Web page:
We've spent $2 trillion on education since federal aid began in 1965. The specified goals were to improve student achievement, eliminate or narrow the gap between upper-income and low-income students, and increase graduation rates from high school and college.
We have little or nothing to show for the taxpayers' generosity. Even Education Secretary Arne Duncan admitted that 82 percent of public schools should be ranked as failing.
So how will the army of educrats, whose jobs depend on billions of dollars of federal handouts, save their jobs? They've come up with an audacious plan that pretends to be useful in enabling them to discover what works and what doesn't, but it is so large and complicated that it would take years and require a huge computer-savvy payroll and billions of taxpayers' dollars.
And incidentally, it would be illegal because it's based on using executive branch regulations to override federal statutes.
This plan calls for a computerized system to track all Americans from cradle to grave by cross-linking all their school and college academic and extra-curricular records, including tests and appraisals by supervisors and peers, with health, welfare, employment and income data. The data gatherers used to talk about collecting K-12 data, and then they moved to Pre-K-16, and now their lingo is pre-birth to entry into the workforce.
States already collect a lot of data that have nothing to do with students' academic achievement, including Social Security numbers, family income, medical exams, and criminal and administrative penalties. Now the plan is to enter additional data on preschool experience, prenatal care, daycare, early childhood education and after-school activities.
This plan would computerize and combine information not only from the Department of Education, but also from the Department of Health and Human Services (which would include Head Start, WIC, Parents as Teachers and after-school programs) and from the Department of Labor. The goal is to give the government access to a giant computer data warehouse with personal information on all children.
This data-gathering plan is another example of the overreaching dictatorial bureaucracy trying to restrict parents' rights over the care and upbringing of their own children. The liberals really mean it when they say they want the village (i.e., the government) to raise and teach children, control their school curriculum and ultimately decide what adult job they can get.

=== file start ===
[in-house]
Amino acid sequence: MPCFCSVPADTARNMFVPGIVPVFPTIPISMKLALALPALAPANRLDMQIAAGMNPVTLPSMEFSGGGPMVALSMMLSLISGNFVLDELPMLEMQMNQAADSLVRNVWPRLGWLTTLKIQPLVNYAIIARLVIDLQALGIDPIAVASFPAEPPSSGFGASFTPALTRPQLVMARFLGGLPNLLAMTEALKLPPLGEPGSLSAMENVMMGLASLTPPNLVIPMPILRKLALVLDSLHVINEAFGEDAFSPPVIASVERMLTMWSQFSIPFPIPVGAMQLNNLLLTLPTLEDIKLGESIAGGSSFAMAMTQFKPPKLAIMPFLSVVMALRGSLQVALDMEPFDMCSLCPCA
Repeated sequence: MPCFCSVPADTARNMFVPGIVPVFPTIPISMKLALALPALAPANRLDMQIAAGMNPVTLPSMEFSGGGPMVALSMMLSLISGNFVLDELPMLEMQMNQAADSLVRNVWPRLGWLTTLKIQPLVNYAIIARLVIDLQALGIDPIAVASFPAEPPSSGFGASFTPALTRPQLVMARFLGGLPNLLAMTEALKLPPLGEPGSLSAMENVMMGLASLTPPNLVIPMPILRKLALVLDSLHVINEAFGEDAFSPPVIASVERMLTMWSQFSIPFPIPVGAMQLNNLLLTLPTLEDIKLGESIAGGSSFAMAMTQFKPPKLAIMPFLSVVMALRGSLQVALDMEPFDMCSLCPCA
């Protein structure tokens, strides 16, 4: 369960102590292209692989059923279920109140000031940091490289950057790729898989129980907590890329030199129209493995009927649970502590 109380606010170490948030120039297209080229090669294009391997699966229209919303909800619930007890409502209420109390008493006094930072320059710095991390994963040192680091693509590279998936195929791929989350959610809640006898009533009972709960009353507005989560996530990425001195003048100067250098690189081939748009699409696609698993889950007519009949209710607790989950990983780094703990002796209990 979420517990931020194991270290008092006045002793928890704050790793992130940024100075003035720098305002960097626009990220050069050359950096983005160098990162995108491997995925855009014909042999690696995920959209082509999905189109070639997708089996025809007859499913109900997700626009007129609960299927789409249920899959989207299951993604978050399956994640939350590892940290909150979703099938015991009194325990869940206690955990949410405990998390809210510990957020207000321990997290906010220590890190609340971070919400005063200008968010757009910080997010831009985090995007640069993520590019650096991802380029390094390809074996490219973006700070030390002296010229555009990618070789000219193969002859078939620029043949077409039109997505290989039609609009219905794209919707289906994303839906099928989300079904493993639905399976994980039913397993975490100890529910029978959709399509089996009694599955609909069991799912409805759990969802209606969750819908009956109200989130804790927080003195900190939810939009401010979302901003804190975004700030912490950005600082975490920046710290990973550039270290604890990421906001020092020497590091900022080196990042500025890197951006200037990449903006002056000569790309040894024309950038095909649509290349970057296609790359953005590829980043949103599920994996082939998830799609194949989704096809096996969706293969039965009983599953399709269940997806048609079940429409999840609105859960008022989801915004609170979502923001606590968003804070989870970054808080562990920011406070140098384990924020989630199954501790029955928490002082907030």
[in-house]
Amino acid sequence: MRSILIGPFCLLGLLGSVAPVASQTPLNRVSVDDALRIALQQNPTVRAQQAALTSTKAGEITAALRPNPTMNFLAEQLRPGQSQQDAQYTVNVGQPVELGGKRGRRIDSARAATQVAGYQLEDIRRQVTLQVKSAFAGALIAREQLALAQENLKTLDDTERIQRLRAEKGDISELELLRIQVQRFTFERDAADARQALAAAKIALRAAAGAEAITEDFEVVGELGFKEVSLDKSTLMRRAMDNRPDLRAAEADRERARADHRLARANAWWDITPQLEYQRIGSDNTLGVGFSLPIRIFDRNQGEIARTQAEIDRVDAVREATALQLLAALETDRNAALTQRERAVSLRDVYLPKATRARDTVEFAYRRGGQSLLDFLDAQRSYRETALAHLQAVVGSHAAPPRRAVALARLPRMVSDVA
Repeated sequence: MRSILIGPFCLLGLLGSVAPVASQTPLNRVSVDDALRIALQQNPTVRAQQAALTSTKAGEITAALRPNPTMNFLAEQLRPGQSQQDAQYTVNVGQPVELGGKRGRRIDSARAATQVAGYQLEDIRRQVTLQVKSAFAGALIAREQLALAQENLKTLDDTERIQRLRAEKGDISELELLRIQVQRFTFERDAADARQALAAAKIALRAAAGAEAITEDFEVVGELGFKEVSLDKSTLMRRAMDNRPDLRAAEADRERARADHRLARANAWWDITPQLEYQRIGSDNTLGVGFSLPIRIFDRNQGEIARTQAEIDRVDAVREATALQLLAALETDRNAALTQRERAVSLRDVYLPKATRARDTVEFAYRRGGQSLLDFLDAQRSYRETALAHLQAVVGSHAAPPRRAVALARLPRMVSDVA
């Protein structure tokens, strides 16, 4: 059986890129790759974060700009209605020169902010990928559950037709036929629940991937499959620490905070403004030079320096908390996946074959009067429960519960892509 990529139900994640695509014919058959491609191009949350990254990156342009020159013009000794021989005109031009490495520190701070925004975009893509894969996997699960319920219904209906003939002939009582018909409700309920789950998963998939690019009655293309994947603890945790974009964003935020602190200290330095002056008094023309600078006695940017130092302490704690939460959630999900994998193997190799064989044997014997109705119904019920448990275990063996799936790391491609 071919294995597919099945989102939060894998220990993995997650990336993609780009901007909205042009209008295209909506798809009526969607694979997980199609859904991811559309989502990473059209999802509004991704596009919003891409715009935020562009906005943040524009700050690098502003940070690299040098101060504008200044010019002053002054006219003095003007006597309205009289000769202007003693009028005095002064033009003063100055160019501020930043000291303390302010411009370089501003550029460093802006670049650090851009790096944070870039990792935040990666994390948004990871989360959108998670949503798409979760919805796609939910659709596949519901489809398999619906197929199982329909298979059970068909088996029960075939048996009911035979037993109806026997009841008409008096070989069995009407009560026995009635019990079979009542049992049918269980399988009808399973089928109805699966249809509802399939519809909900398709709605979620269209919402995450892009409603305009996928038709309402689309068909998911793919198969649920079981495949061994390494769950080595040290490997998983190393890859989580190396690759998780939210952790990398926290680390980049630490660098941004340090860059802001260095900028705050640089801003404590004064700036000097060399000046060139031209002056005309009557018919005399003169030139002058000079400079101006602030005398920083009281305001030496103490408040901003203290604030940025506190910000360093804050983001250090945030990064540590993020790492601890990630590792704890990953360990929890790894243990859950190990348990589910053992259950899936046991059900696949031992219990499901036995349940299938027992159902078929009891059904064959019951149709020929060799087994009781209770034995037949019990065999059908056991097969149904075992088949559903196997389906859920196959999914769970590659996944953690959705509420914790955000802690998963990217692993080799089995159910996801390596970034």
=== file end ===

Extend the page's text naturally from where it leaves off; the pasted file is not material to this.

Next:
The people who seek to control the lives and education of our children should be restrained from implementing this plan by the Family Educational Rights and Privacy Act (FERPA), formerly known as the Buckley Amendment, which passed in 1974. FERPA states that school and college records cannot be disclosed, or transferred to other agencies, without consent of the parents of kids under age 18 or the student if over 18, unless the information is not personally identifiable or other exceptions apply.
Both the No Child Left Behind law, which applies to elementary and secondary schools, and the Higher Education Act, which applies to colleges, reaffirmed FERPA's prohibition on the government developing a national or interagency database of personal information on students. But the Obama administration is now trying to get around FERPA by the subterfuge of having the states build the databases and assign each child a different ID number.
States are bribed to participate in this vast data collection by grants from a pot of federal money and by the threat of withholding other federal grants if states don't comply.
The Obama administration looks upon schools and colleges as giant reservoirs of young people who can be indoctrinated with "social justice" (i.e., America is somehow an oppressive, unjust society), multiculturalism instead of patriotism, and diversity in moral and immoral behaviors.
The people and groups working to achieve national control of education curriculum view the collection of enormous amounts of personal information about every student on a longitudinal basis, with tracking from "pre-birth" and preschool through postgraduate experience and into the labor force, as the essential path to achieve control of school curriculum and to guide kids' opinions about America.
This type of collection of personal information on all children is the mark of a totalitarian state, not a free America. It is reminiscent of the notorious "dangan" or dossier that Communist China maintains on every citizen (in folders stacked in giant warehouses in the pre-computer age), with complete information on every child through his years of school, which is then available to his employer when the kid goes into the labor force.